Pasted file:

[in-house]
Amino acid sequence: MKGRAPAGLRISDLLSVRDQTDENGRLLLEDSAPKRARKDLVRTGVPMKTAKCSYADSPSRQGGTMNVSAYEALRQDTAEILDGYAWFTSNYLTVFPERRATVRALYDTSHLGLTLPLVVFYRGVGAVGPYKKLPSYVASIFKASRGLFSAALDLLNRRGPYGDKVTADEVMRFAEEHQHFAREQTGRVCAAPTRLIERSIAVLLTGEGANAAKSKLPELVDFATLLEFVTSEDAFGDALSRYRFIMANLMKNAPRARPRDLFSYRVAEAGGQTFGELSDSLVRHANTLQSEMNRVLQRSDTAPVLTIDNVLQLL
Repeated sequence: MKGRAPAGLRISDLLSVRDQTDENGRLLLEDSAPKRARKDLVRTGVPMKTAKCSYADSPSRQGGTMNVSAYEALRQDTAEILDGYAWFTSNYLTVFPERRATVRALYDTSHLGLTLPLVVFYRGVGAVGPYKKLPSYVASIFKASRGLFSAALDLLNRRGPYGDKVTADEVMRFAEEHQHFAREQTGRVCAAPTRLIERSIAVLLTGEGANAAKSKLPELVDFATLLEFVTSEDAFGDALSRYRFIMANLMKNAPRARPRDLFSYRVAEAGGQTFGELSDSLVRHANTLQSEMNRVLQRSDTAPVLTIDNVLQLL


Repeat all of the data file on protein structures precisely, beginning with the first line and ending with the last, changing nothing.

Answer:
[in-house]
Amino acid sequence: MKGRAPAGLRISDLLSVRDQTDENGRLLLEDSAPKRARKDLVRTGVPMKTAKCSYADSPSRQGGTMNVSAYEALRQDTAEILDGYAWFTSNYLTVFPERRATVRALYDTSHLGLTLPLVVFYRGVGAVGPYKKLPSYVASIFKASRGLFSAALDLLNRRGPYGDKVTADEVMRFAEEHQHFAREQTGRVCAAPTRLIERSIAVLLTGEGANAAKSKLPELVDFATLLEFVTSEDAFGDALSRYRFIMANLMKNAPRARPRDLFSYRVAEAGGQTFGELSDSLVRHANTLQSEMNRVLQRSDTAPVLTIDNVLQLL
Repeated sequence: MKGRAPAGLRISDLLSVRDQTDENGRLLLEDSAPKRARKDLVRTGVPMKTAKCSYADSPSRQGGTMNVSAYEALRQDTAEILDGYAWFTSNYLTVFPERRATVRALYDTSHLGLTLPLVVFYRGVGAVGPYKKLPSYVASIFKASRGLFSAALDLLNRRGPYGDKVTADEVMRFAEEHQHFAREQTGRVCAAPTRLIERSIAVLLTGEGANAAKSKLPELVDFATLLEFVTSEDAFGDALSRYRFIMANLMKNAPRARPRDLFSYRVAEAGGQTFGELSDSLVRHANTLQSEMNRVLQRSDTAPVLTIDNVLQLL